4. DLC & Maneuver Flap Command Wheel: scrollable dial. Moving it with the landing gears fully deployed acts as a variable control for spoiler extension. With the landing gears up, the dial also acts the same but for flaps and slats.
  5. DLC Engage/Disengage & CMS Dispense Button: multifunction button. When pressed with the landing gears fully deployed, this controls the engagement and disengagement of the DLC system. But with the landing gears fully retracted, this allows for pilot control of the CMS system.
  6. Autopilot Reference & NWS Button: multifunction button. When the aircraft is up in the air, this controls specific autopilot settings. But when the aircraft is on the ground, this controls the activation of the nosewheel steering system.
  7. Autopilot Emergency Disengage Paddle: multifunction button. Disengages all autopilot modes and DLC and releases all autopilot switches and roll and pitch SAS switches to OFF position.
  8. Weapon Firing Trigger: two-stage trigger switch. The first detent enables CTVS and gun camera. Second detent releases selected forwards firing the weapon.

Flight Controls & Landing Gear

Flight Controls


The F-14B has a large hydraulic system which covers for all of the control surfaces of the aircraft. Without the hydraulic system, or taking damage the controls are in risk of improperly working. The F-14 Tomcat was the last of its generation to have no integration of an FBW or FCS system, which was introduced with the F-15 Eagle.

The F-14's primary flight controls are:

  • Left Spoilers (LES): A set of spoilers that lie within the left wing of the aircraft that help with aileron movement and control that react opposite of the intended direction.
  • Right Spoilers (RES): A set of spoilers that lie within the right wing of the aircraft that help with aileron movement and control that react opposite of the intended direction.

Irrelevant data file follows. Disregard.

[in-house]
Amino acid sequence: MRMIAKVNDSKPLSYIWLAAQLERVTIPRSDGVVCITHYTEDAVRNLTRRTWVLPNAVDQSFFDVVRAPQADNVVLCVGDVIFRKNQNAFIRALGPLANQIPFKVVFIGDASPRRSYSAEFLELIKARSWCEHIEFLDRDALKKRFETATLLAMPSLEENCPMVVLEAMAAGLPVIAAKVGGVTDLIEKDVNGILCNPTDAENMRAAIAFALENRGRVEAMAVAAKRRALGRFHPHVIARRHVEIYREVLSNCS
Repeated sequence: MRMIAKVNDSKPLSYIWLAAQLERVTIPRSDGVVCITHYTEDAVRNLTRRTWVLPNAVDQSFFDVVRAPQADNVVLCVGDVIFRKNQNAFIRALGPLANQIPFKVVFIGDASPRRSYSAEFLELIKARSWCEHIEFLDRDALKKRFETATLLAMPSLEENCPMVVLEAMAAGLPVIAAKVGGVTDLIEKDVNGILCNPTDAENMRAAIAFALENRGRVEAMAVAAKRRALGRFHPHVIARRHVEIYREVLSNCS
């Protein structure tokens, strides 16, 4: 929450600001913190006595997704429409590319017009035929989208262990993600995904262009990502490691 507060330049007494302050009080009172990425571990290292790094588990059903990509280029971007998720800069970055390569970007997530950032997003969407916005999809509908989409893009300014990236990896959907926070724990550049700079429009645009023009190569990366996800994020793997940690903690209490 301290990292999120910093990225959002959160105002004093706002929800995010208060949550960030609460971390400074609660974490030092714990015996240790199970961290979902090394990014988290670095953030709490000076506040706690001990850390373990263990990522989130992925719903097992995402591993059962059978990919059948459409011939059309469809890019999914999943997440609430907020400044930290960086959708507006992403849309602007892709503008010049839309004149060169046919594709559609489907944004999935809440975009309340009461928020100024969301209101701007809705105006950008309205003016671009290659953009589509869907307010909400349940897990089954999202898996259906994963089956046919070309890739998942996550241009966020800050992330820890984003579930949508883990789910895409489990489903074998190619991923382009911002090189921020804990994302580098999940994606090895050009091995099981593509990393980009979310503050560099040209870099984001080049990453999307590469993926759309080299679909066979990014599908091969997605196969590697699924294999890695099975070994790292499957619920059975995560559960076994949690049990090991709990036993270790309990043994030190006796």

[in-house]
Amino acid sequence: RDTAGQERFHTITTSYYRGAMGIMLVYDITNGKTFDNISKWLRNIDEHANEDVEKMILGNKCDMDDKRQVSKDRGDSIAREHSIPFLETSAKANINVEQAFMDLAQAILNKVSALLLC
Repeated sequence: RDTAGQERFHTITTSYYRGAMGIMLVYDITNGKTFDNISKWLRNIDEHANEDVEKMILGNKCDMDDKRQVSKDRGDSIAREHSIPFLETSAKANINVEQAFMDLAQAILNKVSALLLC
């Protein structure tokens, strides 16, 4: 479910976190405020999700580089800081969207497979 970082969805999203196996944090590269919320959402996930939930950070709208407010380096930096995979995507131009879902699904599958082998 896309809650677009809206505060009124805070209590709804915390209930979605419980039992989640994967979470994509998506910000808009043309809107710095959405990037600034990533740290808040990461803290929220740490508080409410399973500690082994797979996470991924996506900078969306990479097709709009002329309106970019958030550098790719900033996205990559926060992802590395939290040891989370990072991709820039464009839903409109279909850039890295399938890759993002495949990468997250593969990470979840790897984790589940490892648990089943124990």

• Tailerons (TAIL): Two horizontal stabilizers located on the rear end of the aircraft that control both pitch and aileron movement.
  • Leading Edge Flaps (LEF): Normal slats located on the leading (front) edge of the wings to add lift.
  • Trailing Edge Flaps (TEF): Normal flaps located on the trailing (back) edge of the wings to add lift.

The control stick controls the stabilators, ailerons, and rudder and the rudder pedals control the rudder.

Flaps System

The aircraft's flap system provides more lift (and as a byproduct, drag). The flaps lever has two positions:

  • NONE: This applies no flap whatsoever to the wings of the aircraft.
  • FULL: This applies full movement of flaps to the wings of the aircraft.

The flaps lever allows for variable movement, which gives the pilot the ability to control the amount of flap they wish for.

Speed Brake

The speed brake is a flap located on the end of the aircraft designed to provide drag to decelerate faster. It is activated via the speed brake switch on the throttle. The two positions are:

  • EXT: When the switch is moved aft, this extends the speed brake of the aircraft out depending on the airspeed.
  • RET: When the switch is moved forward, this retracts the speed brake.


The tailerons are capable of being trimmed to make roll and pitch corrections. This is accomplished with the trim hat on the controls stick. When the autopilot system is engaged, the onboard computer will attempt to make active trim movements in order to keep the aircraft within the specified attitude when set, along of the setting parameters. As speed is either gained or lost, the trim will actively move the stick as well along of the tailerons to adapt.

Wing Sweep

The wings of the aircraft are a variable-sweep design allowing for automatic or manual movements from pilot input on the right throttle quadrant. Similar to wing fold, the wings are able to be overswept from its maximum position through a master reset of the system in order to allow tighter space and closer parking on the carrier deck.

Landing Gear

The F-14 Tomcat has 3 retractable landing gears: the nose gear, the left gear, and the right gear. The gear is moved via the gear lever on the left side of the cockpit. In the up position, the gear will retract. In the down position, the gear will extend. The gear lever cannot be put up with weight on wheels. The gear will not retract with the launch bar extended.

Nosewheel Steering

The nose gear features nosewheel steering (NWS) controlled by the rudder pedals. With the weight off of the wheels, it is disengaged. It automatically engages upon there being the weight on wheels. NWS is disengaged manually via the button on the stick.

Launch Bar